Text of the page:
Mr. Great-heart, from Bunyan’s story, who was offered a prestigious job as a conductor on the train, turned it down, insisting that pilgrims travel the road on foot, considering it “a sin to travel in any other fashion.” Hawthorne tells of how those on the railroad ridiculed those few pilgrims that chose to take the hard journey on the narrow road to the Celestial City. “The passengers being all comfortably seated, … accomplishing a greater distance in ten minutes than Christian probably trudged over in a day. It was laughable while we glanced along, … to observe two dusty foot-travelers, in the old pilgrim-guise, with cockle-shell and staff, their mystic rolls of parchment in their hands, and their intolerable burdens on their backs.” Instead of a few pilgrims on the way (Christian and Faithful and Hopeful and Goodwill), there were now scores of people willing to take the easy road to the Celestial City in the luxury of a railroad car. As Hawthorne says, “Instead of a lonely and ragged man, with a huge burden on his back, plodding along sorrowfully on foot, while the whole city hooted after him, here were parties of the first gentry and most respectable people in the neighborhood, setting forth towards the Celestial City, as cheerfully as if the pilgrimage were merely a summer tour … [with their] enormous burdens … snugly deposited in the baggage-car” — out of sight, out of mind.

What a difference between the two perspectives! They describe the differences very well. The character of Christianity in America has changed in our day, away from the Biblical perspective. Today, Christianity is often seen today to be a nice, pleasant ride on a railroad car as the countryside passes by, rather than a strenuous, dusty walk along a narrow trail. Gone today is the talk of tribulation and distress and hardships. Here today is the talk of blessings and benefits and ease. Yet, Jesus said, “The gate is small, and the way is narrow that leads to life, and few are those who find it” (Matthew 7:14).

Let us walk the path and not take the train.

Dangerous Journey

I host an after-school program for children in the neighborhood of our church twice a week. We call it, “Kids KLUB,” which stands for Kids Learning and Understanding the Bible. We just finished reading The Dangerous Journey, which is a shortened version of the story of Pilgrim’s Progress, with lots of fabulous pictures. The kids absolutely loved hearing it read and looking at the pictures.

Since we reviewed the story each week, the kids all know about how Christian left the city of Destruction to head to the Celestial City. Evangelist told him to go via the wicket-gate (i.e. the small gate). He left with a burden on his back (representing his sin), which fell off and rolled into the tomb when he looked to the cross. At this point, he was given new clothes (representing the righteousness of Christ). Along the way, he fell into depression in the Slough of Despond. He sought his justification by works when he went off the path to the city of Morality (Evangelist came and pointed him in the right way again). He tried to warn others, like Simple, Sloth, and Presumption of the danger that lay ahead, but they neglected his warning. Along the way, he sought the straight path, though deviating from time to time because of his own sin. He fought Apollyon and walked through the Valley of the Shadow of Death. Along the way, he met two friends who encouraged him in his journey, Faithful and Hopeful. He and Faithful refused the world’s goods in Vanity Fair. He and Hopeful struggled together in Doubting Castle. In the end, they both crossed the River of Death and arrived safely in the Celestial City.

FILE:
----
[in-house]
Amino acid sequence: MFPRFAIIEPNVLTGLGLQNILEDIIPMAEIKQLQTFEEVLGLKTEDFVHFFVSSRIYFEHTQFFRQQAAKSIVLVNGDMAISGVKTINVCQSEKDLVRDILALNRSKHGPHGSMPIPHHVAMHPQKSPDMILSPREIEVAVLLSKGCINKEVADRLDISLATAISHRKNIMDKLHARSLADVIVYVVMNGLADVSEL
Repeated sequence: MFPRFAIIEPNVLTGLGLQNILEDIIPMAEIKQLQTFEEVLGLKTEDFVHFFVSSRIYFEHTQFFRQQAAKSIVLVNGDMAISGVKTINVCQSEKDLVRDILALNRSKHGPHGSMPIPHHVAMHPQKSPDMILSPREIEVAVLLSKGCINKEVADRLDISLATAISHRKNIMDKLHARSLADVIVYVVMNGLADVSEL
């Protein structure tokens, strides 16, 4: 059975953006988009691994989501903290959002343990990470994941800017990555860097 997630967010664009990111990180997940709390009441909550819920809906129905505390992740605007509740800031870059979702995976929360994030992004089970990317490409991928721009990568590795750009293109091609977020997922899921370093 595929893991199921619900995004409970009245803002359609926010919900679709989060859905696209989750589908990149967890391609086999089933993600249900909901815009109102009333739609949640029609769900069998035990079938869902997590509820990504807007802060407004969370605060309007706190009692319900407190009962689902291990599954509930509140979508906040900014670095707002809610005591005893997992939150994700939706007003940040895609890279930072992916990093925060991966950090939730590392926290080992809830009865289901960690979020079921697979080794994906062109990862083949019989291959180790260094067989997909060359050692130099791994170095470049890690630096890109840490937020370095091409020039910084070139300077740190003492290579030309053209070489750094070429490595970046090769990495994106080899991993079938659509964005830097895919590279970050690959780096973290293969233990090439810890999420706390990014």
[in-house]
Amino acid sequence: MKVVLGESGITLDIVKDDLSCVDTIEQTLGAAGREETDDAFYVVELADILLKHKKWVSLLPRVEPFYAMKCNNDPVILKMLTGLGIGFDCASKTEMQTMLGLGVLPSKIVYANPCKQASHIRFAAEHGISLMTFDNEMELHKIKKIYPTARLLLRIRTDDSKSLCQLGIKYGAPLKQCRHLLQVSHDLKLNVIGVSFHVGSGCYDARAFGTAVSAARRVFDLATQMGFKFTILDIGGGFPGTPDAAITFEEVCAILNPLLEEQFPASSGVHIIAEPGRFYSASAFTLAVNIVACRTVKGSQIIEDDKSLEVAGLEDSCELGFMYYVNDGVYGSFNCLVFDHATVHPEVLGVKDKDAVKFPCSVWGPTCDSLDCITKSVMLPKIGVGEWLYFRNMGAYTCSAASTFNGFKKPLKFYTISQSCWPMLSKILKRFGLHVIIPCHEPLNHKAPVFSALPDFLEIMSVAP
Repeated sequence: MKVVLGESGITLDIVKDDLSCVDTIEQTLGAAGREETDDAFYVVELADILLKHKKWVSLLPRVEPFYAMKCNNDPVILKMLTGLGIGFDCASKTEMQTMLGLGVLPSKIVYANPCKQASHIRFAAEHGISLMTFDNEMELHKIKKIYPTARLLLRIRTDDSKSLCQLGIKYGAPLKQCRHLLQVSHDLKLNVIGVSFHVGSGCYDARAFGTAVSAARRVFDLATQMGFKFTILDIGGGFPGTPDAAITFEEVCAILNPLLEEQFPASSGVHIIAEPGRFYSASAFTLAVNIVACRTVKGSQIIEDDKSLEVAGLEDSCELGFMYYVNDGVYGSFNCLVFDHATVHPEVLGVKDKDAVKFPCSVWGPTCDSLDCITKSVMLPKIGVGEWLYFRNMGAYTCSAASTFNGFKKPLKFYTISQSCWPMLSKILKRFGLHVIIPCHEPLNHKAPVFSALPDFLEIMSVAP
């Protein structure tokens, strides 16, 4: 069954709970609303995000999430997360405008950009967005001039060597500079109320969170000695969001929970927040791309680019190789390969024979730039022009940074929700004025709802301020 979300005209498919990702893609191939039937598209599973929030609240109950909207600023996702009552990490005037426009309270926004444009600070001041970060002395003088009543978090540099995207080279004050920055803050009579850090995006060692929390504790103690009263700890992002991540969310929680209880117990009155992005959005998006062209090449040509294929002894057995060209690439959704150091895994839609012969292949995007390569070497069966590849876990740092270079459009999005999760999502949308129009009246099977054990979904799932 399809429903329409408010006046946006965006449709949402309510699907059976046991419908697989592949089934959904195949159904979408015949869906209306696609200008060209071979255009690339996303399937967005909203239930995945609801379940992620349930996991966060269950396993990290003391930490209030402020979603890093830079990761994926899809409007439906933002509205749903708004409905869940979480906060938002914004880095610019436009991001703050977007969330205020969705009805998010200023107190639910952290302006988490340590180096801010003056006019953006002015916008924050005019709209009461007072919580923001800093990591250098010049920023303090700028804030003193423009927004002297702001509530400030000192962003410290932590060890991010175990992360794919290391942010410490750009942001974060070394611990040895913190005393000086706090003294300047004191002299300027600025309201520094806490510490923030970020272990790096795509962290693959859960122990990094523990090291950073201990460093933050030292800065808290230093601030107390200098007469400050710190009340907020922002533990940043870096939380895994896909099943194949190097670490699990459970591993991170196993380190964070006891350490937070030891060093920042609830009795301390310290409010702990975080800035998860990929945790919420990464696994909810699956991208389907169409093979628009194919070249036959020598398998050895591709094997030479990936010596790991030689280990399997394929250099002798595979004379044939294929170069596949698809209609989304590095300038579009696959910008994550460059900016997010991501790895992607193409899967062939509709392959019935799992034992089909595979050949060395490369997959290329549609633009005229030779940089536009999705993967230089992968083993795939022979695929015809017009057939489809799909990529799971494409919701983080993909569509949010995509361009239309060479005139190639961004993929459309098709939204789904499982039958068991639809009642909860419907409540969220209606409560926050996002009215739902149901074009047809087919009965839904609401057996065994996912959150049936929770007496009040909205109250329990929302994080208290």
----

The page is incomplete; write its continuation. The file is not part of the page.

It’s a great picture of the struggle of the Christian Life. If you have never read Pilgrim’s Progress, this book would be a great place to start. It would also be great for you to read with your own children. I highly recommend it.

Leadership and Love

Alexander Strauch has written some excellent books that have served the body of Christ greatly.  I have devoured his first two books, Minister of Mercy:  The New Testament Deacon (first published in 1992), and Biblical Eldership (first published in 1995).  They are great books setting forth the pattern of leadership as found in the New Testament.  They help to differentiate between the two offices in the church:  Elders and Deacons.  Elders are to focus their attention upon shepherding, leading, teaching and guiding the church.  Deacons are to focus their attention upon the practical needs of the body and serve to meet them. They have been a great help to how we view leadership at our church.

In recent years I have obtained three other titles that Strauch has written:  Leading with Love (published in 2006), Love or Die (published in 2008), and If You Bite and Devour One Another (published in 2011).  Now, I’m no prophet. Nor do I have special insight into the reasons for the recent emphasis of Strauch’s writings. However, I can make a guess (and if I’m wrong, the point is still valid).  My guess is that they flow out of Strauch’s own experiences as it relates to his first two books.